"You're big...and ugly...and crude...but I love you!"
...and speaking of love, I really love the breathless Mickey Spillane-styled prose in these Johnny Dynamite stories. You just don't read this stuff anymore, like the caption of the panel above, or the panel on page two: "He moaned as the flesh was laid open to the bone and fell in a stupor as his teeth crumpled under the impact."
How about, "What was left of his face slobbered and drooled as I pumped a bullet into his guts."
Has a certain poetic quality to it, don't you think? There's probably a pretty good reason you don't read stuff like that anymore.
The story is from Dynamite #4, November, 1953; patterned by writer William Waugh after Spillane's popular Mike Hammer series of paperback best-sellers, and drawn by Pete Morisi. Waugh's violent and turgid descriptions and dialogue are more interesting than Morisi's workmanlike drawing. I posted the first story from this issue in Pappy's #264.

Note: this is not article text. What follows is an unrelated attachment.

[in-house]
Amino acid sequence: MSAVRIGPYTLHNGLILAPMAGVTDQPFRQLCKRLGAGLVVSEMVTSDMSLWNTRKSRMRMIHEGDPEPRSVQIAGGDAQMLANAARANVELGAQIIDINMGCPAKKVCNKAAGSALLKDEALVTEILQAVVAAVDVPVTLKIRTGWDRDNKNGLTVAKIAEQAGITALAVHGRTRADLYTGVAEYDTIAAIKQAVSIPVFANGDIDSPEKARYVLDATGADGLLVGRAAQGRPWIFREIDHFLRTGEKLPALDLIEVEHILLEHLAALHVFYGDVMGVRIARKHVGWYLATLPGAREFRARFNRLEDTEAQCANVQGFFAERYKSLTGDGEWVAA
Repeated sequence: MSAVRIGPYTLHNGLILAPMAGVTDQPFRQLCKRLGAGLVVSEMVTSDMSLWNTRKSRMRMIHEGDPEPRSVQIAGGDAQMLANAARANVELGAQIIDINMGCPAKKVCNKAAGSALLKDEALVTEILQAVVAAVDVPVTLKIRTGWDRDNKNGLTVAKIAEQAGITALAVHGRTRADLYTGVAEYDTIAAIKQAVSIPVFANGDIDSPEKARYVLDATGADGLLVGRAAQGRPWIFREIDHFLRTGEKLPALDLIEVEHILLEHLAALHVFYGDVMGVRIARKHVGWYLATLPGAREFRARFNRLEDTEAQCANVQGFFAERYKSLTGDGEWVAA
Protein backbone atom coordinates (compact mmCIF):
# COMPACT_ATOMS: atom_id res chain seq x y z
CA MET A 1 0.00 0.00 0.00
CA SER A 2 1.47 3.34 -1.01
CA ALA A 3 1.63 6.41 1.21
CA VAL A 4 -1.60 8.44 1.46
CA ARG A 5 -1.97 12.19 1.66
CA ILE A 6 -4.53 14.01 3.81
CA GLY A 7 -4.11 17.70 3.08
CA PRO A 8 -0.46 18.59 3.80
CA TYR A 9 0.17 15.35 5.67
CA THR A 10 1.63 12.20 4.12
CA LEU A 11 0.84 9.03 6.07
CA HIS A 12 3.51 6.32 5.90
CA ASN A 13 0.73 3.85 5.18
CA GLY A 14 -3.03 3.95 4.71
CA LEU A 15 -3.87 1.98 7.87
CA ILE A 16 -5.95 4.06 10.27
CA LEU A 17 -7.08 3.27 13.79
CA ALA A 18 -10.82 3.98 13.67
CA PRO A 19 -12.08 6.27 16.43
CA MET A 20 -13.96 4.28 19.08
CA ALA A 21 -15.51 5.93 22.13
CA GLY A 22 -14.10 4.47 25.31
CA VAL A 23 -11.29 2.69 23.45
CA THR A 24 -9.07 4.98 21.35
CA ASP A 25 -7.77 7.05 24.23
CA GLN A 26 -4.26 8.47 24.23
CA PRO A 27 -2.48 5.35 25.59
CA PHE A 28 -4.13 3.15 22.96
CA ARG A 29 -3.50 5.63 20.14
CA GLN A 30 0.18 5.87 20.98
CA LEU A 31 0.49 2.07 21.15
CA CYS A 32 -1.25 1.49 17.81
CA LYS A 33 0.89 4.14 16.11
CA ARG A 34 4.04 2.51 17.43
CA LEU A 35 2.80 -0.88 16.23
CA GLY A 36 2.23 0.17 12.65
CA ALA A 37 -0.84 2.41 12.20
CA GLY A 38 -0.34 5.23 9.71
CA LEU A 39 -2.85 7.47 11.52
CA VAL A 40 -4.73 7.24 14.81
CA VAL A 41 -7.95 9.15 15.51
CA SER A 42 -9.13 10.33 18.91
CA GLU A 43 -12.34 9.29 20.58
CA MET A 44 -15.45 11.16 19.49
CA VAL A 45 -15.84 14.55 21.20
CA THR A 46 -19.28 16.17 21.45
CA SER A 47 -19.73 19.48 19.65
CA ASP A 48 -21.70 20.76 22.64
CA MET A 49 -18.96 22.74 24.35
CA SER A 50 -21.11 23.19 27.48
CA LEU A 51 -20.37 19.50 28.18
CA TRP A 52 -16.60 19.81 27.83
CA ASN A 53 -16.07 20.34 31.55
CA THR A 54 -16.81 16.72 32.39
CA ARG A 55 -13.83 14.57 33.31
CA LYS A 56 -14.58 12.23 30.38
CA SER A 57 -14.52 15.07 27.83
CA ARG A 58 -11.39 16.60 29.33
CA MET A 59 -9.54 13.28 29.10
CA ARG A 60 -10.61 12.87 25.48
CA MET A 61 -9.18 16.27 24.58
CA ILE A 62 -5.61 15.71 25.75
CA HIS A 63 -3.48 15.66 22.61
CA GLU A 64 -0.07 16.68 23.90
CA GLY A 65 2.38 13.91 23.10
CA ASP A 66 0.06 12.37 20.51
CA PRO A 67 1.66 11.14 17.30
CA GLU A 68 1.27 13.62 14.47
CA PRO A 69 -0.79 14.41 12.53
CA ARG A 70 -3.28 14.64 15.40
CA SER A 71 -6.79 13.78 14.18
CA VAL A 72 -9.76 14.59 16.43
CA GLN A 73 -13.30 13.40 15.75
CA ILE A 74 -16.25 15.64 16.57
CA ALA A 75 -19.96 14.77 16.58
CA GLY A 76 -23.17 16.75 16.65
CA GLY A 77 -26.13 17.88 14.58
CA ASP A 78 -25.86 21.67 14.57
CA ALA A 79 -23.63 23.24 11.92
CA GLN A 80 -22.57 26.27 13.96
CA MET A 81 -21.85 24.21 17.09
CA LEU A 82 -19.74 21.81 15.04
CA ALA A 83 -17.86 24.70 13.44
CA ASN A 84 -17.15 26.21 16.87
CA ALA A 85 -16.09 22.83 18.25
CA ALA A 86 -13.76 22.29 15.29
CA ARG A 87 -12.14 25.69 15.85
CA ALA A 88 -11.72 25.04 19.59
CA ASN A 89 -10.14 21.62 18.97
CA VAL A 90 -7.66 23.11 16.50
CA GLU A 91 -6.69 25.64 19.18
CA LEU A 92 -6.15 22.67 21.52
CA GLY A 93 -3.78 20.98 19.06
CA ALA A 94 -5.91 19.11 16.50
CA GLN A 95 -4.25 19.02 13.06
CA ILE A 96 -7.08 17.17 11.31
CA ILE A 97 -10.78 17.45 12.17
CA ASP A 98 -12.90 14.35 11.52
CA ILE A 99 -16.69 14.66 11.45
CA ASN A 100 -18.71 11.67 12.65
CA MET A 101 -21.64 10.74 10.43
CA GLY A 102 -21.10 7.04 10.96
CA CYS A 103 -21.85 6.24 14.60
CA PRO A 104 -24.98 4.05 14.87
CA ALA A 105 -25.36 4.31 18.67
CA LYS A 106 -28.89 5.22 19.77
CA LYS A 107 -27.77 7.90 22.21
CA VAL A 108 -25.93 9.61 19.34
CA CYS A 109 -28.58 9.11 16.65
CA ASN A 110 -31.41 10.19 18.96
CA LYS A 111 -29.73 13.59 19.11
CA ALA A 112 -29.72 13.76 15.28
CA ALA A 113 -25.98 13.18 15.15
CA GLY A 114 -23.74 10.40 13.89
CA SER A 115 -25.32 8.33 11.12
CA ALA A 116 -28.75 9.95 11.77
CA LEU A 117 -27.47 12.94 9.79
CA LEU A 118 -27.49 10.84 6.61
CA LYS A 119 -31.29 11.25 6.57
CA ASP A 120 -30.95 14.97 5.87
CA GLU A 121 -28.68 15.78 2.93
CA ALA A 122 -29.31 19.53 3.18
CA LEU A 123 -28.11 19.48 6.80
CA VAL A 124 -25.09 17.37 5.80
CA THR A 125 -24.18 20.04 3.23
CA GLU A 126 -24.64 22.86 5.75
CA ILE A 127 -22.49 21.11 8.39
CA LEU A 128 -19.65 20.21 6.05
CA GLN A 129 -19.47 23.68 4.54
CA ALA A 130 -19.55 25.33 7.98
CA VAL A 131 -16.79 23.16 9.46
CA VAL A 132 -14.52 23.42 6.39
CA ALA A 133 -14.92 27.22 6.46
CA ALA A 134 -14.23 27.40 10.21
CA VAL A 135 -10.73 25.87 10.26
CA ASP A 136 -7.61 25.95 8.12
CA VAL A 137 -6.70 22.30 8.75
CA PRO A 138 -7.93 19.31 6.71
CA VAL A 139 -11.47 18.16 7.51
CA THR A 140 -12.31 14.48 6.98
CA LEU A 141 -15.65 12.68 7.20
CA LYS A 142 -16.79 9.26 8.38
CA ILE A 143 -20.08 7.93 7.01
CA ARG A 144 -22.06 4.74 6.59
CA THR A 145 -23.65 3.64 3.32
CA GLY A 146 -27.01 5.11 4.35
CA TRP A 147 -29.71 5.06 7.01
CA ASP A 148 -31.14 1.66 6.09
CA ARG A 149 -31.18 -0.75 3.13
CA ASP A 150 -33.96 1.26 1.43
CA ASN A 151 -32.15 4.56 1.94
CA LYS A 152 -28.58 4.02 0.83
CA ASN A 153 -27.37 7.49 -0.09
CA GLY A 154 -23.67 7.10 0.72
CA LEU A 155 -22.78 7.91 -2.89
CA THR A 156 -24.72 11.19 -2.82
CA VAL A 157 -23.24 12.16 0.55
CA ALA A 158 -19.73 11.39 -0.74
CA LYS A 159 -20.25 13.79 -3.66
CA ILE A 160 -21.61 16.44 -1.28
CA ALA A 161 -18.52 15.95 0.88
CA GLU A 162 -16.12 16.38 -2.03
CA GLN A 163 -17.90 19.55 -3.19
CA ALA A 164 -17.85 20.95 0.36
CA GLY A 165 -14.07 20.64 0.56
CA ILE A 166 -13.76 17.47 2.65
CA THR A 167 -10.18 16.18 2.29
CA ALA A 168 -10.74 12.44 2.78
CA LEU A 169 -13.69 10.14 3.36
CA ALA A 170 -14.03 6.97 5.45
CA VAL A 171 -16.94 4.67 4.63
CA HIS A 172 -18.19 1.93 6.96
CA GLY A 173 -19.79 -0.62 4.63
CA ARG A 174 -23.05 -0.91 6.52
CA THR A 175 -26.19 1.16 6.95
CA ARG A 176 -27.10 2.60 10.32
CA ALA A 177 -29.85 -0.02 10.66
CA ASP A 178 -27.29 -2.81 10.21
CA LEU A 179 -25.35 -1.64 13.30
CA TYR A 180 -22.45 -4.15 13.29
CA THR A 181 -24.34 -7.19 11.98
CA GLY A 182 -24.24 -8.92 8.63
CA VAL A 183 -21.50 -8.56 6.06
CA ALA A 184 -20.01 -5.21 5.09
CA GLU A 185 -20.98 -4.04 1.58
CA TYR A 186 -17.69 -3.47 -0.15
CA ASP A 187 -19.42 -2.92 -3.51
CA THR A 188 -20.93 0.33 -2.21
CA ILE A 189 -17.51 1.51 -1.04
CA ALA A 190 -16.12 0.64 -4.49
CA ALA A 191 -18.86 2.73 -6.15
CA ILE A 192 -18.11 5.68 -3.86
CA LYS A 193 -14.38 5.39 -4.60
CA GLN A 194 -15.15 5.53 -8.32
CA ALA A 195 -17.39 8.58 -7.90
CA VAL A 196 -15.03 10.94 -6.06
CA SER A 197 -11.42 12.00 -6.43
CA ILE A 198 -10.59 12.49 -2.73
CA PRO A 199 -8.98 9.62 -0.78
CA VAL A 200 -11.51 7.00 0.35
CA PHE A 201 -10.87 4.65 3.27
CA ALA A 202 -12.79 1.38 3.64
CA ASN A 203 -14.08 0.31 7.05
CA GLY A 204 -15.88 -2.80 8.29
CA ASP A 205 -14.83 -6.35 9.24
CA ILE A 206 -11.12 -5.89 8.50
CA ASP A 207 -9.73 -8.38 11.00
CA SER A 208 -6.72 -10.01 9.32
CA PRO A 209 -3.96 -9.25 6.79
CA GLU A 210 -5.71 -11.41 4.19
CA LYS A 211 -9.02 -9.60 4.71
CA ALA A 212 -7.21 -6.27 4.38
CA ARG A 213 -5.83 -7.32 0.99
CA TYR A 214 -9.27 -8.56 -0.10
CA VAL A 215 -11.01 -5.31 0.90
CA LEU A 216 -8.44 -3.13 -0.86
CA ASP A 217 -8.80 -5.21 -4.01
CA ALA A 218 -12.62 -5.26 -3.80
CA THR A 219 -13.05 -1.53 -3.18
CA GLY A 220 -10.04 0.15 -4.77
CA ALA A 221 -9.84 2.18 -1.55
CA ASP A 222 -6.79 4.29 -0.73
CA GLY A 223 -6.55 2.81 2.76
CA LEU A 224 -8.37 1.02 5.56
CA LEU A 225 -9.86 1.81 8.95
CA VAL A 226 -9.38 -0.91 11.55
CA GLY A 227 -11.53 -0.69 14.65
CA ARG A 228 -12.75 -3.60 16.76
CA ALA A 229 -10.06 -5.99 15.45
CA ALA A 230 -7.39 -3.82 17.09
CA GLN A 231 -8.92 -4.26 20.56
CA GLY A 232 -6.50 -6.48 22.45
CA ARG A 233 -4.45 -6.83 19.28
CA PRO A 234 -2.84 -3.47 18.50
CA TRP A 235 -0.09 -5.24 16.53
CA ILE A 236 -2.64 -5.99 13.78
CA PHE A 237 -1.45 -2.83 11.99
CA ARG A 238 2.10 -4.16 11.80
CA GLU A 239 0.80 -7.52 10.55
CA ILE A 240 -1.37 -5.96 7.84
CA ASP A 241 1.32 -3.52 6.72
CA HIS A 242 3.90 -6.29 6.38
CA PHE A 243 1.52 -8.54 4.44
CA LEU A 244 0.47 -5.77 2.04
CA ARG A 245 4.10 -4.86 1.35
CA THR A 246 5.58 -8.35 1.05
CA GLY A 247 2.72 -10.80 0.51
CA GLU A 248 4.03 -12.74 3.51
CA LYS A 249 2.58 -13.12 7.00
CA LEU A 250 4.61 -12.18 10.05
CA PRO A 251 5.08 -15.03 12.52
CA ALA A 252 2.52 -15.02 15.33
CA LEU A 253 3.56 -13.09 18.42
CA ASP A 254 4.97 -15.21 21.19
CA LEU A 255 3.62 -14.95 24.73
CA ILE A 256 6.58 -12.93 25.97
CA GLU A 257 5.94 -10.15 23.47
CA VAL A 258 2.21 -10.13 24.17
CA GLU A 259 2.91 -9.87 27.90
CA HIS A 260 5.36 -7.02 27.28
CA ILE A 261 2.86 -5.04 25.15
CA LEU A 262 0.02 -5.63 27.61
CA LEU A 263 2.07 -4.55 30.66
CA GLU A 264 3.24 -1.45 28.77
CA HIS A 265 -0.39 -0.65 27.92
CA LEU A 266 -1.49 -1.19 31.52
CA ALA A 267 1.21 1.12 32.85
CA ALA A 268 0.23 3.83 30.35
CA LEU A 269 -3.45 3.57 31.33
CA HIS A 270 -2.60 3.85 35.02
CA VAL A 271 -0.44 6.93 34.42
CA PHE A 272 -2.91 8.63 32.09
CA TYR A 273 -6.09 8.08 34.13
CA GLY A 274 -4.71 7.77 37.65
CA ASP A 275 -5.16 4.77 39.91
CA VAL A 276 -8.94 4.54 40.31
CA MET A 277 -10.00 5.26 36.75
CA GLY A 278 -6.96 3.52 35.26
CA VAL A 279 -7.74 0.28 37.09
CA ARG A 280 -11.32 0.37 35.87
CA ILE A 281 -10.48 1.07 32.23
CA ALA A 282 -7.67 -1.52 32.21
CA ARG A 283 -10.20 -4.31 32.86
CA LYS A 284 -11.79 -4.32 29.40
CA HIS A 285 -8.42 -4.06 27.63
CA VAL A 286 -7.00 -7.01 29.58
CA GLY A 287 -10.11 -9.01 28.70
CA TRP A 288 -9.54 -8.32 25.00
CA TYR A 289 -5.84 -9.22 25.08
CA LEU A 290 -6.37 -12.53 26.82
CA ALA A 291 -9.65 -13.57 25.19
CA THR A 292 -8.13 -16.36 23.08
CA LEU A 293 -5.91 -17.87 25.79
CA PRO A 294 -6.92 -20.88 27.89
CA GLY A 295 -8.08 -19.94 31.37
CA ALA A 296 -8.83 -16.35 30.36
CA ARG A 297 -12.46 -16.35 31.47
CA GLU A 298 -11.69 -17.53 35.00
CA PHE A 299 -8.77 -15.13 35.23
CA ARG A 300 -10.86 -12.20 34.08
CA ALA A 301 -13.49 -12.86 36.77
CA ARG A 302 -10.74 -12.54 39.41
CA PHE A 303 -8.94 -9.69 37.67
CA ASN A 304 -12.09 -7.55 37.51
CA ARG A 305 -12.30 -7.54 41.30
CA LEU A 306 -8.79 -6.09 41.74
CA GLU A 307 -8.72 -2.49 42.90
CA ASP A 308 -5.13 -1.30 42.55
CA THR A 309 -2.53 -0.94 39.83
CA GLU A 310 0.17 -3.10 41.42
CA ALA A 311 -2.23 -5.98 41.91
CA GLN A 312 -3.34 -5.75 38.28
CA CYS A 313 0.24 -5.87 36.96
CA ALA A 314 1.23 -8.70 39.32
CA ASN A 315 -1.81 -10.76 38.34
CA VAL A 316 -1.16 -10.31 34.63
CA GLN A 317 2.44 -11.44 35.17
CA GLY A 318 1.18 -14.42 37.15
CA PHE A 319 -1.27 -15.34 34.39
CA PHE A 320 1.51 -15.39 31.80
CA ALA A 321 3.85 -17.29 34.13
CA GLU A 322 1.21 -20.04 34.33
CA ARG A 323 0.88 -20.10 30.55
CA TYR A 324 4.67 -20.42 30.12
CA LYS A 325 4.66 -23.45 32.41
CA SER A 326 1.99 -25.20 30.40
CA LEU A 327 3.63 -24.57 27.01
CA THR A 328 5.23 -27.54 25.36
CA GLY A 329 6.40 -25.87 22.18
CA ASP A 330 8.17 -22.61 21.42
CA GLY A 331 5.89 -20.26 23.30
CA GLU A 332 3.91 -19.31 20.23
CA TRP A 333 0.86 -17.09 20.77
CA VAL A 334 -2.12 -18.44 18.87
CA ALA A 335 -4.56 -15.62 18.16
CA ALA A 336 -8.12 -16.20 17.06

I'd seen some reprints in Ms. Tree years back and the 90s miniseries from Max Collins and Terry Beatty. I can see why Collins loves this character.
I love Johnny Dynamite, although just about every story I've ever seen ends like "I, The Jury."
Hmmm ... maybe that's why I like him.
Yeah, this is definitely the cream of the 50's crime noir crop. Nobody beats Johnny D cuz he plays just as dirty as the crooks. Funny reading the comments on the link from your first post, where I commented long ago in hopes to someday "own some Golden Age Dynamite." Well I do now! If your readers need an excuse for murder and are interested in more go here:
I bought the first issue of a modern Johnny Dynamite mini-series a few years ago but was disappointed and didn't buy subsequent issues. Was this by Collins? I know he's a Spillane-kinda guy.
As far as I'm concerned Johnny Dynamite doesn't update. The attitudes and dialogue belong in that post-WWII/Cold War noir world of cynicism, nihilism and angst. Or maybe I read that in a book somewhere.
Tawny with jet black hair and milk-white skin? And do all of these stories end with Johnny shooting a skirt?
Pappy, after the Walter Lantz post the other day, I was already smiling due to your postings, but the Pete Morisi Johnny Dynamite story really made me sit up and grin.
And the scans were nice and large too. Oh, happy day!
Max Collins owns the license to JD these days. He bought it in the late 80s when Charleton-owned properties were sold off. I enjoyed the miniseries, more or less, but I'm a sucker for Collins and Beatty.
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